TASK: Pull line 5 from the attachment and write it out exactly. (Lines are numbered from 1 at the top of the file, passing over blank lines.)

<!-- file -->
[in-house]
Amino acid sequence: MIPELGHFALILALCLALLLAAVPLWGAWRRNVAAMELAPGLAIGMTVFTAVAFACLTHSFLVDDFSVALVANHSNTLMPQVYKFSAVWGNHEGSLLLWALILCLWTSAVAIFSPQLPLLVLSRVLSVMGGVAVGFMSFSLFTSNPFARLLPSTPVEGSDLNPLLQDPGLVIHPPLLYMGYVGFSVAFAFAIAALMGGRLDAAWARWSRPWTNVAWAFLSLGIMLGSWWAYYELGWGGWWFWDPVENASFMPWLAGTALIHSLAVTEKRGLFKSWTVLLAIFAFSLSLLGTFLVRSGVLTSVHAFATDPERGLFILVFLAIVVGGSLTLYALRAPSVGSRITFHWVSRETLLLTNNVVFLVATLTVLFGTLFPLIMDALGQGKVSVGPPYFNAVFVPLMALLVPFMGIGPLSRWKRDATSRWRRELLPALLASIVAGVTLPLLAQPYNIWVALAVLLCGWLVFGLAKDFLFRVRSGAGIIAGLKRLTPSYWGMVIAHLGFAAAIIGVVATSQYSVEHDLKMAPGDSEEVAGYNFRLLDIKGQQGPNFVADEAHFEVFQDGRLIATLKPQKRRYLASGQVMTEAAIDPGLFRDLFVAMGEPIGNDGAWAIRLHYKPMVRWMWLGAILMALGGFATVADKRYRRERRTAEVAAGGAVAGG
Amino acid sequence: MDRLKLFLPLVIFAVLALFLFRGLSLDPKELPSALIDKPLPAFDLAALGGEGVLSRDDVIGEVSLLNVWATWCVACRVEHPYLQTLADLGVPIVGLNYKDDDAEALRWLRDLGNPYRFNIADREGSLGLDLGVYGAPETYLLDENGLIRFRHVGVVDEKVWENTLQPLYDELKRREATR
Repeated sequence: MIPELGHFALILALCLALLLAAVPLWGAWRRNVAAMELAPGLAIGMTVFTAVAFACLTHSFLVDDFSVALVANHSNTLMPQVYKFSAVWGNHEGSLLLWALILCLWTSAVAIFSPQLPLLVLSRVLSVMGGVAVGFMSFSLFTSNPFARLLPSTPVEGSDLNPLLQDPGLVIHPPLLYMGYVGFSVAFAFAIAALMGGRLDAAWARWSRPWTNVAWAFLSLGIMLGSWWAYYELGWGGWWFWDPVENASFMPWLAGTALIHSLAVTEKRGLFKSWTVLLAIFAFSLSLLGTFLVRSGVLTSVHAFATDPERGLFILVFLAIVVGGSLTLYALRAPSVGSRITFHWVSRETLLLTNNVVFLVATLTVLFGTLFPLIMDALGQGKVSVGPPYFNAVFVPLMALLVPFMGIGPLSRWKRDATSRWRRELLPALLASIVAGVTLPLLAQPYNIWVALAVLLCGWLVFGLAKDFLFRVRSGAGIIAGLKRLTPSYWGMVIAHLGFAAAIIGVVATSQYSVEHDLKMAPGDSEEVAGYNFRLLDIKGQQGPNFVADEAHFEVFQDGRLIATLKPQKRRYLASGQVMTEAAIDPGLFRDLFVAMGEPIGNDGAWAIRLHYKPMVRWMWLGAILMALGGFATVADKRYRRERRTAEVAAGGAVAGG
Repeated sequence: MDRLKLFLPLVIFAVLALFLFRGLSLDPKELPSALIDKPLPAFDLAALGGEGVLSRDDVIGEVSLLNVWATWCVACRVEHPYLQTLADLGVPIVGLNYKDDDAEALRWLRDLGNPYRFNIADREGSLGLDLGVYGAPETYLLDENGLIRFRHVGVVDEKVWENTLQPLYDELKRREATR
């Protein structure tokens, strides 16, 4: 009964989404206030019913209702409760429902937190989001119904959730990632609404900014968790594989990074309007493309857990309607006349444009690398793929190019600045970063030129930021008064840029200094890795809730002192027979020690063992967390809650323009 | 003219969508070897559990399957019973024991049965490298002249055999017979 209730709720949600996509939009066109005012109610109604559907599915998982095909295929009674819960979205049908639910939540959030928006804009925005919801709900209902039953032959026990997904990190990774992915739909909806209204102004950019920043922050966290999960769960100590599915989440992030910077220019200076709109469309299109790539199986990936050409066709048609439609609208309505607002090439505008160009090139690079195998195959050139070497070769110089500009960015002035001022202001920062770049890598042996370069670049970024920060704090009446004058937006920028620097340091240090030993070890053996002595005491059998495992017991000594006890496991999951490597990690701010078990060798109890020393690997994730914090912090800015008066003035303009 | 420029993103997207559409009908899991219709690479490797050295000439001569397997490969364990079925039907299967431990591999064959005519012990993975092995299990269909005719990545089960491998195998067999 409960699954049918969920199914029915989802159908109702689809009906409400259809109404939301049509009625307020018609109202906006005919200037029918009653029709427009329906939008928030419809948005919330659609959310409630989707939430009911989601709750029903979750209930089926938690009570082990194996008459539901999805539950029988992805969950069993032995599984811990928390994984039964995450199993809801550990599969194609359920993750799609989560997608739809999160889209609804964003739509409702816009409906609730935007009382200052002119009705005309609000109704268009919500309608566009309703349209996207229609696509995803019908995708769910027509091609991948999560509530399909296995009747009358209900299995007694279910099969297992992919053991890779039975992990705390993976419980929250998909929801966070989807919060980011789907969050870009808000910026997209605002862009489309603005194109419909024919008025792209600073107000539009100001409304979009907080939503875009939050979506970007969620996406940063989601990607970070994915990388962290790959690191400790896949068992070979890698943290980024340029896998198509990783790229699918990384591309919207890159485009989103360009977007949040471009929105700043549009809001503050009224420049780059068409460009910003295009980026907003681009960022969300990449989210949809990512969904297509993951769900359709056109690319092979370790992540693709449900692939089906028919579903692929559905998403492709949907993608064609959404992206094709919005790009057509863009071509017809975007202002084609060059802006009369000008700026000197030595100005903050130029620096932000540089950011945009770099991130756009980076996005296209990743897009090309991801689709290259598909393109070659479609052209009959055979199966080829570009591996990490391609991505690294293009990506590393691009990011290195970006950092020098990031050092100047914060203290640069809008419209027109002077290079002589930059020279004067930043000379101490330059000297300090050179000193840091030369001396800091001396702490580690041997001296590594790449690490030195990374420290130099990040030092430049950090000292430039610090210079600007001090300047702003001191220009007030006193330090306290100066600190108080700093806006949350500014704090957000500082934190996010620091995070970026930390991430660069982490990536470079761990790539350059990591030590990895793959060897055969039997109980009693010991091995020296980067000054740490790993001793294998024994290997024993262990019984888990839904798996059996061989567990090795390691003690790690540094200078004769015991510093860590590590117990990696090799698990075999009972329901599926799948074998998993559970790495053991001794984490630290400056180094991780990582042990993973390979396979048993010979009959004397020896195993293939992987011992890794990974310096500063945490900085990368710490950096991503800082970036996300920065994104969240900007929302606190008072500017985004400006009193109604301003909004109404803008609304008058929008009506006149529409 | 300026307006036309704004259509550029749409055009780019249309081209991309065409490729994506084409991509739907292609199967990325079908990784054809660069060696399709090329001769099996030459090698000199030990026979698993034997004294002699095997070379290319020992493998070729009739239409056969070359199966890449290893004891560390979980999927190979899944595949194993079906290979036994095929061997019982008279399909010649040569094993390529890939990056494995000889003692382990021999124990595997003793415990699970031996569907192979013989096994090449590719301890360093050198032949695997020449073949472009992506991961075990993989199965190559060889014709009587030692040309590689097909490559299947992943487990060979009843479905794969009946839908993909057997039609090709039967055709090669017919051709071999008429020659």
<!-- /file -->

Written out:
Repeated sequence: MDRLKLFLPLVIFAVLALFLFRGLSLDPKELPSALIDKPLPAFDLAALGGEGVLSRDDVIGEVSLLNVWATWCVACRVEHPYLQTLADLGVPIVGLNYKDDDAEALRWLRDLGNPYRFNIADREGSLGLDLGVYGAPETYLLDENGLIRFRHVGVVDEKVWENTLQPLYDELKRREATR